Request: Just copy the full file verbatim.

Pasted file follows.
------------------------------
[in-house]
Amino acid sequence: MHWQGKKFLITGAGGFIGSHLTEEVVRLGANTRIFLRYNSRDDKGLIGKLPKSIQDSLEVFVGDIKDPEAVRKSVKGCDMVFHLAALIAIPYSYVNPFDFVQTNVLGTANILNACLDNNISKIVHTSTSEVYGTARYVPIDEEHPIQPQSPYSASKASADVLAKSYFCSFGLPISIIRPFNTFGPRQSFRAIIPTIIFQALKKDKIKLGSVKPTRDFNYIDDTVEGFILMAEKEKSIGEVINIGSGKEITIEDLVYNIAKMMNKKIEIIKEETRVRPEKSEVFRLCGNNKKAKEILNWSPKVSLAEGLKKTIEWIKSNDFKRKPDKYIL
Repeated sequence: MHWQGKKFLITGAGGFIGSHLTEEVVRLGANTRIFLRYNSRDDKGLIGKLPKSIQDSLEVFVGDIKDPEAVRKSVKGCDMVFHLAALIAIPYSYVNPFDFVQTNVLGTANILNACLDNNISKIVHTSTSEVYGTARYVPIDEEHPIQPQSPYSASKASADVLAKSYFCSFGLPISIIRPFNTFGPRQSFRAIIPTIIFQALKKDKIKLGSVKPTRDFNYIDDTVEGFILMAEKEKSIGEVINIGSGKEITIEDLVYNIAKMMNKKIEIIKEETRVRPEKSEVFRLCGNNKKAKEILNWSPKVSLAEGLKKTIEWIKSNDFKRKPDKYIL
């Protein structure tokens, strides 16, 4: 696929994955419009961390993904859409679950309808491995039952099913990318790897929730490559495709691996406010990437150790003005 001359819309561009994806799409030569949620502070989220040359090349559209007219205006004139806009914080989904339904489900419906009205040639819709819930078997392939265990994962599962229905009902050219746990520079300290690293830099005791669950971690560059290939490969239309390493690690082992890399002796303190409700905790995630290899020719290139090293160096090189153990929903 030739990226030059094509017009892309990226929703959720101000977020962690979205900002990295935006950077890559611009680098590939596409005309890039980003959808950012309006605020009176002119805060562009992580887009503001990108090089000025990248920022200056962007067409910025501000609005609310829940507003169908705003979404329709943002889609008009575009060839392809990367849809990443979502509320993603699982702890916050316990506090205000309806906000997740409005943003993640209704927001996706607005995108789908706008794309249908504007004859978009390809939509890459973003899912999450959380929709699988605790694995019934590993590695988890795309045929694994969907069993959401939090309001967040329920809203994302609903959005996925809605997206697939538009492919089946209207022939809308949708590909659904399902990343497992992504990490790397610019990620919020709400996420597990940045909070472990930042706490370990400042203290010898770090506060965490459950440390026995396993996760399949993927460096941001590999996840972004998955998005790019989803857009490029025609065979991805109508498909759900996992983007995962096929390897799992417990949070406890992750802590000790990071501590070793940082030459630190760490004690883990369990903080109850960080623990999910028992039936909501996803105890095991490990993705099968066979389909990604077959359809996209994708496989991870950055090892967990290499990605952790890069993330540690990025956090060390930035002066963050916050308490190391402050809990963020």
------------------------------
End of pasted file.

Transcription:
[in-house]
Amino acid sequence: MHWQGKKFLITGAGGFIGSHLTEEVVRLGANTRIFLRYNSRDDKGLIGKLPKSIQDSLEVFVGDIKDPEAVRKSVKGCDMVFHLAALIAIPYSYVNPFDFVQTNVLGTANILNACLDNNISKIVHTSTSEVYGTARYVPIDEEHPIQPQSPYSASKASADVLAKSYFCSFGLPISIIRPFNTFGPRQSFRAIIPTIIFQALKKDKIKLGSVKPTRDFNYIDDTVEGFILMAEKEKSIGEVINIGSGKEITIEDLVYNIAKMMNKKIEIIKEETRVRPEKSEVFRLCGNNKKAKEILNWSPKVSLAEGLKKTIEWIKSNDFKRKPDKYIL
Repeated sequence: MHWQGKKFLITGAGGFIGSHLTEEVVRLGANTRIFLRYNSRDDKGLIGKLPKSIQDSLEVFVGDIKDPEAVRKSVKGCDMVFHLAALIAIPYSYVNPFDFVQTNVLGTANILNACLDNNISKIVHTSTSEVYGTARYVPIDEEHPIQPQSPYSASKASADVLAKSYFCSFGLPISIIRPFNTFGPRQSFRAIIPTIIFQALKKDKIKLGSVKPTRDFNYIDDTVEGFILMAEKEKSIGEVINIGSGKEITIEDLVYNIAKMMNKKIEIIKEETRVRPEKSEVFRLCGNNKKAKEILNWSPKVSLAEGLKKTIEWIKSNDFKRKPDKYIL
């Protein structure tokens, strides 16, 4: 696929994955419009961390993904859409679950309808491995039952099913990318790897929730490559495709691996406010990437150790003005 001359819309561009994806799409030569949620502070989220040359090349559209007219205006004139806009914080989904339904489900419906009205040639819709819930078997392939265990994962599962229905009902050219746990520079300290690293830099005791669950971690560059290939490969239309390493690690082992890399002796303190409700905790995630290899020719290139090293160096090189153990929903 030739990226030059094509017009892309990226929703959720101000977020962690979205900002990295935006950077890559611009680098590939596409005309890039980003959808950012309006605020009176002119805060562009992580887009503001990108090089000025990248920022200056962007067409910025501000609005609310829940507003169908705003979404329709943002889609008009575009060839392809990367849809990443979502509320993603699982702890916050316990506090205000309806906000997740409005943003993640209704927001996706607005995108789908706008794309249908504007004859978009390809939509890459973003899912999450959380929709699988605790694995019934590993590695988890795309045929694994969907069993959401939090309001967040329920809203994302609903959005996925809605997206697939538009492919089946209207022939809308949708590909659904399902990343497992992504990490790397610019990620919020709400996420597990940045909070472990930042706490370990400042203290010898770090506060965490459950440390026995396993996760399949993927460096941001590999996840972004998955998005790019989803857009490029025609065979991805109508498909759900996992983007995962096929390897799992417990949070406890992750802590000790990071501590070793940082030459630190760490004690883990369990903080109850960080623990999910028992039936909501996803105890095991490990993705099968066979389909990604077959359809996209994708496989991870950055090892967990290499990605952790890069993330540690990025956090060390930035002066963050916050308490190391402050809990963020």